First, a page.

Hillary Clinton didn't just beat Barack Obama last night in West Virginia — she walloped him by a 41-point margin. She won every age group, income level, ideological stripe, and gender. (She probably didn't win black people, but there aren't really any black people in West Virginia, so that doesn't count.) At the same time, those who believe in math have already decided that Clinton can't win the nomination, so last night's victory may not matter beyond boosting Clinton's pride. Obama, though, has still clearly not connected with white, working-class voters, despite drinking many beers. If he really is the nominee, as still seems likely, he may be facing some daunting challenges.
• Ben Smith says the results make it clear that Obama will have to look beyond the Rust Belt to win in November, and target more educated whites in the North and West. [Politico]
• Byron York says the landslide victory and the strength of Clinton's continued support is evidence of just how divided the Democratic Party has become. Like Ben Smith, he notes that Obama will have to win the White House in a "brand new way," a task which is certainly making some people nervous. [National Review]
• Adam Nagourney writes that it's debatable whether West Virginia's results spell trouble for Obama in the fall. For one thing, the state isn't at all reflective of the country as a whole, and the political climate is squarely against the Republicans this year. At the same time, Obama's struggle to win over working-class whites could define his general-election campaign. [NYT]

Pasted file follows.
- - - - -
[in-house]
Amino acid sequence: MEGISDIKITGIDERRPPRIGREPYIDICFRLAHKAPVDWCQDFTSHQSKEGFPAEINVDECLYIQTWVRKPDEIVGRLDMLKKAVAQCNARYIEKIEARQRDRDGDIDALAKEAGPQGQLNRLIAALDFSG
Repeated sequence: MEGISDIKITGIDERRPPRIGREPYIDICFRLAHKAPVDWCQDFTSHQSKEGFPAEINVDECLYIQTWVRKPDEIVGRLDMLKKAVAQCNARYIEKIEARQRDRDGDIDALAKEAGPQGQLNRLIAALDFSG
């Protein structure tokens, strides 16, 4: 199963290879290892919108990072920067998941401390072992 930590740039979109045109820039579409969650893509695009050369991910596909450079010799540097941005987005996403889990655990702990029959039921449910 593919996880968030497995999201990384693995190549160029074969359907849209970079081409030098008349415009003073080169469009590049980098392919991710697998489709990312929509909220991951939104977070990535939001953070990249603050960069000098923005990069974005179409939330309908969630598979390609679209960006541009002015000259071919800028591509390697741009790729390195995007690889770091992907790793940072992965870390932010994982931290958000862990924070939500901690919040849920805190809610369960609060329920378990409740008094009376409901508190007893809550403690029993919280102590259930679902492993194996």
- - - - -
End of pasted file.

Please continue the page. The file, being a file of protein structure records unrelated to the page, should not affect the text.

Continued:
• Andrew Romano says worries about Obama's support among white, working-class voters are more justified than ever. Of course, the superdelegates already knew that Obama had trouble with this group, so this isn't new to them and won't change their minds. [Stumper/Newsweek]
• Vaughn Ververs points out a few reasons not to draw any big-picture conclusions from West Virginia: The demographics could not have been better for Clinton, her family name is well liked there, and Obama offered only token campaigning in the state. Of course, while his nomination appears to be safe, Obama's trouble in West Virginia and elsewhere "can’t be comforting for him or his party." [Horserace/CBS News]
• Craig Crawford thinks last night's results "should give pause" to superdelegates but doesn't expect it to. Liberals are placing another bet, as they did in 1972 with George McGovern, that the country has moved leftward. [CQ Politics]
• Matthew Yglesias gently mocks the idea that because no Democrat has won the White House without West Virginia since 1916, Obama is doomed without the state. [Atlantic]
• John Dickerson doesn't think Obama's problems with white, working-class voters will necessarily carry over into the general election. Polls show Obama and Clinton running about even with the demographic against McCain, and others show Obama doing better than Democrats have in the past. His trouble with this group might become more of a governing problem (how can he build his promised coalitions?) than an electoral problem. [Slate]
• Jim Geraghty thinks the superdelegates "should be sweating" because groups that have been the "backbone of the party for generations" just aren't warming up to Obama. [Campaign Spot/National Review]
• Chris Cillizza, in consultation with an array of Democratic operatives, suggests a few things Obama should do to shore up his shaky support in the general, including continuous, frequent visits to Ohio and Pennsylvania to answer questions about his religion, patriotism, etc. [Fix/WP] —Dan Amira
For a complete and regularly updated guide to presidential candidates Hillary Clinton, Barack Obama, and John McCain — from First Love to Most Embarrassing Gaffe — read the 2008 Electopedia.